ITZIG (sometimes Hitzig):

Wealthy German family which did much in the eighteenth century for the development of modern culture among the Jews.

Babette Itzig:

Born 1749; married Salomon; her daughter Leah became the wife of Abraham Mendelssohn and was the mother of Felix Mendelssohn Bartholdy.

Blümchen Itzig:

Born 1752; married David Friedländer.

Bonem Itzig:

Born 1756; probably the Julius Eduard Hitzig whose son Georg Heinrich Friedrich Hitzig (born Berlin April 8, 1811; died there Oct. 11, 1881), the architect, built the Berlin Stock Exchange on the site of his grandfather Daniel Itzig's residence on the Burgstrasse (see Kayserling, "Moses Mendelssohn," p. 11, Leipsic, 1888).

P. Wi.Daniel Itzig:

German banker; head of the Jewish communities of Prussia (1764-99); born 1722; died at Berlin May 21, 1799. Itzig was a member of the wealthy banking firm of Itzig, Ephraim & Son, whose financial operations greatly assisted Frederick the Great in his wars. He was also the owner of the large lead-factories at Sorge as well as of the oil-mill at Berlin, being one of the few Jews permitted to engage in such enterprises. In 1756 Itzig was appointed "Münzjude" (mint-master) by Frederick the Great, and again in 1758, together with his partner Ephraim.

In 1797 Itzig became "Hofbankier" (court-banker) under Frederick William II. When the latter came to the throne he instituted a commission to examine into the grievances of the Jews and to suggest measures for their relief. Itzig, with his son-in-law David Friedländer, was appointed general delegate to that body. They had the courage to expose to the conference the cruel legislation of Frederick the Great and to refuse the inadequate reforms proposed (König, "Annalen der Juden im Preussischen Staate," p. 236).

The Itzigs were among those granted equal rights with Christians, and an order was issued that they should not be classified as Jews in official documents. Itzig was the first to plan the founding of a home and school for poor Jewish children at Berlin (1761), a plan which, through the endeavors of David Friedländer and of Itzig's son Isaac Daniel Itzig, was realized in 1778 in the establishment of the Ḥinnuk Ne'arim, the first school of its kind in Germany. At the instance of Moses Mendelssohn, Itzig, as the head of the Jewish community, interposed (April, 1782) in behalf of Wessely's "Worte der Wahrheit und des Friedens," which work had been put under the ban by Polish rabbis, and was about to receive the same treatment from Hirschel Levin. chief rabbi of Berlin.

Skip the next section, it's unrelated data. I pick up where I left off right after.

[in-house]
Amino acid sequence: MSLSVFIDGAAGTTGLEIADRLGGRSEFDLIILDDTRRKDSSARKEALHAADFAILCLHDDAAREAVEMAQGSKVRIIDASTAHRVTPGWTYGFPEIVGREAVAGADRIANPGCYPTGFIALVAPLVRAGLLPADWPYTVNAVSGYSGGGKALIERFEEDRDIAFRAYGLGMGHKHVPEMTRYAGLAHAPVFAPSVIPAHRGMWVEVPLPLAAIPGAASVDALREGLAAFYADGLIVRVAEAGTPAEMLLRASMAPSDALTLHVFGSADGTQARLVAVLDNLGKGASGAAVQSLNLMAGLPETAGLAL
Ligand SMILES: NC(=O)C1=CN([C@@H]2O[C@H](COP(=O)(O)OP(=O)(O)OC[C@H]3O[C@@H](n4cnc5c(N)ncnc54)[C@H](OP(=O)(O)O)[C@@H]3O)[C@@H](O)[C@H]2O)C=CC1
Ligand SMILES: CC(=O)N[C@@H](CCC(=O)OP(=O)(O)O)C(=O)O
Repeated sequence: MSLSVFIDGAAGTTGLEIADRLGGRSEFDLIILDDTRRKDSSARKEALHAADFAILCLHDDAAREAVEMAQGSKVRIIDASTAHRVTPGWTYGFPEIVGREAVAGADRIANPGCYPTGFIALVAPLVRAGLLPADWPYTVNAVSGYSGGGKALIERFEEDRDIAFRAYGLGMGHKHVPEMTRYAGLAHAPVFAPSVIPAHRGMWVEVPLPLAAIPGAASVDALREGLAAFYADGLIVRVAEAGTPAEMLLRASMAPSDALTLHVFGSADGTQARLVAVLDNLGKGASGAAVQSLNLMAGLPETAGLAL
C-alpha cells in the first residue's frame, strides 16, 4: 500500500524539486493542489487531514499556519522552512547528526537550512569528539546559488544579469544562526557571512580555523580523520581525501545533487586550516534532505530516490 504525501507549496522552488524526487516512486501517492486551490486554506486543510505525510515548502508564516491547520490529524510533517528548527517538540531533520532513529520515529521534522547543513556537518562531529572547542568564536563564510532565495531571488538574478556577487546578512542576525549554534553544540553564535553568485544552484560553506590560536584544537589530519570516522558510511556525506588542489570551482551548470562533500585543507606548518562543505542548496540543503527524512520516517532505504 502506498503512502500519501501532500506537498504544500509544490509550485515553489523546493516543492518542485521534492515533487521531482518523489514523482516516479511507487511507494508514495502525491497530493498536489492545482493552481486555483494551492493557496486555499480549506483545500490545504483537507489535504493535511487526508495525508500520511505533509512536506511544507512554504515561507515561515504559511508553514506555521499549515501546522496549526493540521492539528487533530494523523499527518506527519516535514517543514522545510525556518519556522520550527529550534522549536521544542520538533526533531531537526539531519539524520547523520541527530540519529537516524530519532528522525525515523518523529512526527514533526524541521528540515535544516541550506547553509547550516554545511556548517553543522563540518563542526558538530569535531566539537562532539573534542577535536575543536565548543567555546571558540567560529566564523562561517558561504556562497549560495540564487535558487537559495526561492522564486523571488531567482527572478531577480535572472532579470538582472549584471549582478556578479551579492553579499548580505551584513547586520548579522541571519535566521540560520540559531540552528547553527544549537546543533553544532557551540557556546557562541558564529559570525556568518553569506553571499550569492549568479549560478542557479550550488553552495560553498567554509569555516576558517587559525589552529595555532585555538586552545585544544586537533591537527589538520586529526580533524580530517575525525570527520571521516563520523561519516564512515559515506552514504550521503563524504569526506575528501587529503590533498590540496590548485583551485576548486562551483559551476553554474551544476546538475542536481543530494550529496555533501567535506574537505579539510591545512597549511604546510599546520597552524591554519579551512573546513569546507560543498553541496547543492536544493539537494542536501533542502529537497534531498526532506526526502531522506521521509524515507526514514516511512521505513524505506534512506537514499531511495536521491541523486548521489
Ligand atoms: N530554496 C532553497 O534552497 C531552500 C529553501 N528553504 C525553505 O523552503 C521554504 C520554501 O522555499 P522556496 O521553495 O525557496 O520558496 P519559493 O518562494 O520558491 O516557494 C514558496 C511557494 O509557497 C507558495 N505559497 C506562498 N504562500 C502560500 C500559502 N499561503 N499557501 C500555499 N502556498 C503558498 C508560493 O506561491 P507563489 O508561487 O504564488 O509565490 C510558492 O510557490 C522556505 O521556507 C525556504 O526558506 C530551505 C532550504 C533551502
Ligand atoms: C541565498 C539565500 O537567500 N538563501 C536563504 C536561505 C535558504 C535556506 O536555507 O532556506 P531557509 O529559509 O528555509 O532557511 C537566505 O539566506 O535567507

Itzig married Miriam (daughter of Simḥah Bonem), by whom he had thirteen children.

  • Geiger, Gesch. der Juden in Berlin, pp. 84-85, 140-141, Berlin, 1871;
  • Kohut, Gesch. der Deutschen Juden, pp. 720, 760;
  • Graetz, Hist. v. 397, 413, 415-416;
  • see also Steinschneider, Hebr. Bibl. iv. 72-73, for a poem dedicated to Itzig by Israel Samosc.
I. G. D.Elias Itzig:

Born 1755; father of Julius Eduard Itzig, "Criminalrath" and writer on criminal law, who was born in Berlin March 27, 1780; died there Nov. 26, 1849.

Henriette Itzig:

Wife of Nathan Mendelssohn.

Jacob Itzig:

Born 1764; his son adopted the name of "Bornheim."

Jettchen (Yetta) Itzig:

Born 1767; married Mendel Oppenheim, whose sons adopted the name of "Oppenfeld."

Johannet Itzig:

Born 1748; married Fliess.

Julius Eduard Hitzig:

Son of the architect Georg Itzig; born in Berlin Feb. 6, 1838; medical professor at the universities of Zurich and (later) Halle; an authority on diseases of the brain.

Rachel Itzig:

Born 1766; died (unmarried) 1826.

Rebecca Itzig:

Born 1763; married Ephraim.

Vögelchen Itzig:

Became Baroness Fanny von Arnstein, of Vienna; born in Berlin Sept. 29, 1757; died June 8, 1818.

Zaerlche Itzig:

Born 1761; died May 11, 1854; married Samuel Levi.

Zipperche Itzig:

Born 1760; married Bernhard, Freiherr von Eskeles.

Most of the descendants of the Itzig family are members of the Christian Church.

  • Steinschneider, Hebr. Bibl. iv. 72-74;
  • Allg. Deutsche Biog.;
  • Meyers Konversations-Lexikon;
  • Fuenn, Keneset Yisrael, pp. 263-264, Warsaw, 1886.
S. P. Wi.
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